Perhaps COVID-19 has made even those in younger generations more aware of mortality. But whatever the reason, the study indicated that legacy thinking is heading downward. The emotional wiring of younger generations is changing.

Can you catch a glimpse of the opportunity? Family members might be longing to hear about the good old days, and this time, they’ll listen! During these uncertain times, we can be inspired to learn how ancestors coped with a disaster, problem or personal tragedy.

As older adults, we’ve lived through tough issues. However, we are living proof the family survived. Hope and optimism are bundled into every family legacy.  

Scientists tell us that emotion enhances memory and feelings activate the brain. Even if your memory is foggy, reach back to remember a situation or incident when you felt something. Then share that story. Resilience and the certainty of God’s promises will shine as your empathy connects and communicates.

And that’s critical, because your story reflects how God’s story is being revealed even during this crisis.

Which important relationships can you strengthen during this unexpected season?

Take a look at previous posts for more inspiration for older adult ministry.

Sign of the Fish? Or, a Shy Evangelist?

Mary Manz Simon, ALOA Board of Directors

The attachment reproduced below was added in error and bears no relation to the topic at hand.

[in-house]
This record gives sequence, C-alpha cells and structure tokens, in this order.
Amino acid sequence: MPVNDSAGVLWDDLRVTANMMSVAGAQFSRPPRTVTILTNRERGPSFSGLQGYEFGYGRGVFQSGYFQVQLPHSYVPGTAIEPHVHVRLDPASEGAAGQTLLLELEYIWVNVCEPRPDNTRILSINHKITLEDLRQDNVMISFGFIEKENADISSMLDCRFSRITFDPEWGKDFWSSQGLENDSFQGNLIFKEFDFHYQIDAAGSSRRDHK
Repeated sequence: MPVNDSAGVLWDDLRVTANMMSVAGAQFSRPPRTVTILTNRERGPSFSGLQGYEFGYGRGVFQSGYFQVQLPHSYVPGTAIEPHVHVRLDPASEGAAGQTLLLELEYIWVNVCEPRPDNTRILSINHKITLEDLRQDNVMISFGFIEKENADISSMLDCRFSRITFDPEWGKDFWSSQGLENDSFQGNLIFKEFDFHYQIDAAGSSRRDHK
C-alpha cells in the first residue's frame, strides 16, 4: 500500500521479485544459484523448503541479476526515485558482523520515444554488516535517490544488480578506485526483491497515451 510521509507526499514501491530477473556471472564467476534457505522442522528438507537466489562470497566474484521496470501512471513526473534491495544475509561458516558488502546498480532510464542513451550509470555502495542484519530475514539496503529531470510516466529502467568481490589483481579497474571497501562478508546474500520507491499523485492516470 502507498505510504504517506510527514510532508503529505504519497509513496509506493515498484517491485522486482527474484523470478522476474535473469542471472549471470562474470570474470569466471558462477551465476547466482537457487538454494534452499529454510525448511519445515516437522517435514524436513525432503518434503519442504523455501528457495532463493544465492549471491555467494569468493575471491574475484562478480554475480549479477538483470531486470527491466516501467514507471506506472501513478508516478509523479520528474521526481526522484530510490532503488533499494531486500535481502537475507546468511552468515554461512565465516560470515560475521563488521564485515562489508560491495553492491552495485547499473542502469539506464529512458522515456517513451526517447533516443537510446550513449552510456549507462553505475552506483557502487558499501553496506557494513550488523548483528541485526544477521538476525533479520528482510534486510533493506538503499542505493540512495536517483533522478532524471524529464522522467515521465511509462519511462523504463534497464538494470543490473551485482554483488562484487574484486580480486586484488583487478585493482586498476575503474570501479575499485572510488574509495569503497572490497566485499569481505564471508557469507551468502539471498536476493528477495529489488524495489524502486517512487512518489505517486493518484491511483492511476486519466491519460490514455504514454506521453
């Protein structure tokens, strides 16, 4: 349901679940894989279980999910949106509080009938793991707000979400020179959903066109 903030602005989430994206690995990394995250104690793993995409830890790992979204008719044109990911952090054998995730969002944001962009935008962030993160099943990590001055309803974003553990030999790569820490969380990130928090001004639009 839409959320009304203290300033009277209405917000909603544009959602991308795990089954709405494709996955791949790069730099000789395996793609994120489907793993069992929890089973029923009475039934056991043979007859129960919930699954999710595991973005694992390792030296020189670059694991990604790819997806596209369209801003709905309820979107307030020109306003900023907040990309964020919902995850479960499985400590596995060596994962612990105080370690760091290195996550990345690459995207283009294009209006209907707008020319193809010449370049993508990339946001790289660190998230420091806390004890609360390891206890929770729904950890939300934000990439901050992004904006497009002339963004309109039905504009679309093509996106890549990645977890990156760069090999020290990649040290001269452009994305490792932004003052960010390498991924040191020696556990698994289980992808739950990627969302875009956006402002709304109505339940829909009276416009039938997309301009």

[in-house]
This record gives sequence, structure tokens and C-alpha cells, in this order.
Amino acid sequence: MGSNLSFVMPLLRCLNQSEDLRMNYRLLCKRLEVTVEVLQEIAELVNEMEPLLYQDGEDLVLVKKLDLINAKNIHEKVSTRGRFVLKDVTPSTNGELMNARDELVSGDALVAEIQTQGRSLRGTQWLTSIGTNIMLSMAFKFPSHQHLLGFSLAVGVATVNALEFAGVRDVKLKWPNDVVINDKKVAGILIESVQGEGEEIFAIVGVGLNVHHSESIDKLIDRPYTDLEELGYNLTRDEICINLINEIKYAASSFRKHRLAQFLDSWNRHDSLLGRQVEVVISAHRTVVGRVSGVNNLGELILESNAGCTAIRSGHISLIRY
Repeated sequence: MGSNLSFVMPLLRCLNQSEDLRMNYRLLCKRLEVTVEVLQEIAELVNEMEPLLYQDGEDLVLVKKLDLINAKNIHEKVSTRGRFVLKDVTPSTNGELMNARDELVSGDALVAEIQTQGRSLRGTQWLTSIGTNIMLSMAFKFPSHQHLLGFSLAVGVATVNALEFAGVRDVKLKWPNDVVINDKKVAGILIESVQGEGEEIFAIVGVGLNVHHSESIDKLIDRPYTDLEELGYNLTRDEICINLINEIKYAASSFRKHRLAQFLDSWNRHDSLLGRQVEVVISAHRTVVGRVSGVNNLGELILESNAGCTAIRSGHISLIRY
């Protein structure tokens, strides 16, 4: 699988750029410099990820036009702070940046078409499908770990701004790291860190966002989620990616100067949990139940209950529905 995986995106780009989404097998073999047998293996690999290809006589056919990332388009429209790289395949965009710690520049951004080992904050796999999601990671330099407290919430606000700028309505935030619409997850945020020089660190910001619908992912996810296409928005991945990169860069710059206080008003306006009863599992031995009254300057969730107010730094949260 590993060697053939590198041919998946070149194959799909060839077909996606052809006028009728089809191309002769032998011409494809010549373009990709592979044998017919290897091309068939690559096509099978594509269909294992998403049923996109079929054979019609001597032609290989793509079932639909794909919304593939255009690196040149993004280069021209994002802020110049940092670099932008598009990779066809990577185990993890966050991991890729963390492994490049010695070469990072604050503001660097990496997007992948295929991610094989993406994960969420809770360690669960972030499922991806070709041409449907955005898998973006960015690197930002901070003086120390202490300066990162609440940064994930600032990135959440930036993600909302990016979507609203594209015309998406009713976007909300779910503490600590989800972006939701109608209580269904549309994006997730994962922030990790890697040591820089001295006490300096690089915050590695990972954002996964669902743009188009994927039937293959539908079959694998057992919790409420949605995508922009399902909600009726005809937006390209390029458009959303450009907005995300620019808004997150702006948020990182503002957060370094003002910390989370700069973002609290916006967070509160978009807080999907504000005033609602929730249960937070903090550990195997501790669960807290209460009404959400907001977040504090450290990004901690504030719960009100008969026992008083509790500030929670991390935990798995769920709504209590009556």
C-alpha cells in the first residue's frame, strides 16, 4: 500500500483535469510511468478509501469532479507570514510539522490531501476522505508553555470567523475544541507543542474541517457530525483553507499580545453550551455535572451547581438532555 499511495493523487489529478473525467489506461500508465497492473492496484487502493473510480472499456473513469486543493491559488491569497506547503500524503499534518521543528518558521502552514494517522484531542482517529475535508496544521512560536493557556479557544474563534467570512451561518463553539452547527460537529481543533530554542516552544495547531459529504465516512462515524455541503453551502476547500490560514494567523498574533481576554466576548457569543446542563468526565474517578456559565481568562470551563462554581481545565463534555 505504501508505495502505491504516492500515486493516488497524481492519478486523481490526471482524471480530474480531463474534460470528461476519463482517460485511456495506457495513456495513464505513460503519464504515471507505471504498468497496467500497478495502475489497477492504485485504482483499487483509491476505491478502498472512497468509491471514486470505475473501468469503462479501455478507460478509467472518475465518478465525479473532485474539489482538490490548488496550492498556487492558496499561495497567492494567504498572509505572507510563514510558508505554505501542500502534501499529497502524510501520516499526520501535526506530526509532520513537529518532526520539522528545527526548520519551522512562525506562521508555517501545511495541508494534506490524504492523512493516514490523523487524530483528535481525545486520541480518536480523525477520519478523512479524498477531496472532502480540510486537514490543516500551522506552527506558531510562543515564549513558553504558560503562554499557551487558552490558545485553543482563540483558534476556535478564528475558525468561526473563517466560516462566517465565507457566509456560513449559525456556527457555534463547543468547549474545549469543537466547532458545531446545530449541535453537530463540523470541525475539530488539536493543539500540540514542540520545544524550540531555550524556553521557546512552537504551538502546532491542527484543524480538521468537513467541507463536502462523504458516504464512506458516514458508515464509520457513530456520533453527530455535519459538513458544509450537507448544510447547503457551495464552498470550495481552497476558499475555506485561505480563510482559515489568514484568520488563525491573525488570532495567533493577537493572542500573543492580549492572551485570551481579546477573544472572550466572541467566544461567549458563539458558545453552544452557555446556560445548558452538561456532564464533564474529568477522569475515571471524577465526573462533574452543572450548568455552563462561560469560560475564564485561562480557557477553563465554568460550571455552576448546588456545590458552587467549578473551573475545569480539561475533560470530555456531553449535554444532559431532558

“Lutherans are a little shy, you know,” says Linda Widman, Ft. Myers FL.

Yet, Linda, a lifelong Lutheran, has witnessed to countless numbers through her necklace ministry.

Years ago, she started wearing the simple circle of fish around her neck. Every day, she wore the same gold-hue necklace. Linda says, “I stopped buying other jewelry, because this is the only necklace I wear.”

“Christians are in the minority,” Linda continues. “Wearing it was my way of saying, ‘I’m a Christian and forgiven sinner.’”

Now widowed, the retired nuclear medicine tech still wears a fish necklace each day. The symbol reflects an Ichthys, Greek word for fish. During times of persecution, early Christians used this sign to connect with other followers of “Jesus Christ, God’s Son, Savior.”

Linda’s not-so-silent witness often becomes the topic of casual conversation. As a result, her outreach multiplies each time she gives away the necklace she’s wearing.

“If a person promises to wear it, I’ll give it to them,” she says. But there’s one stipulation: they need to wear the necklace.

“I tell them, ‘This won’t do any good in your jewelry drawer at home,’” Linda explains. “Several years ago, at the RV resort in which I was living, I looked across the room during one of our dinners at the River Clubhouse. There were 30-40 ladies wearing the necklace. That was pretty cool.”Until recently, Linda kept a stash of the inexpensive jewelry on hand, ready to give away. However, her supplier no longer inventories the product; her stockpile is dwindling. As Linda searches for a new source, she is confident God will provide both the necklaces and the people with whom to share the message. Linda is proof that not all Lutherans are shy evangelists!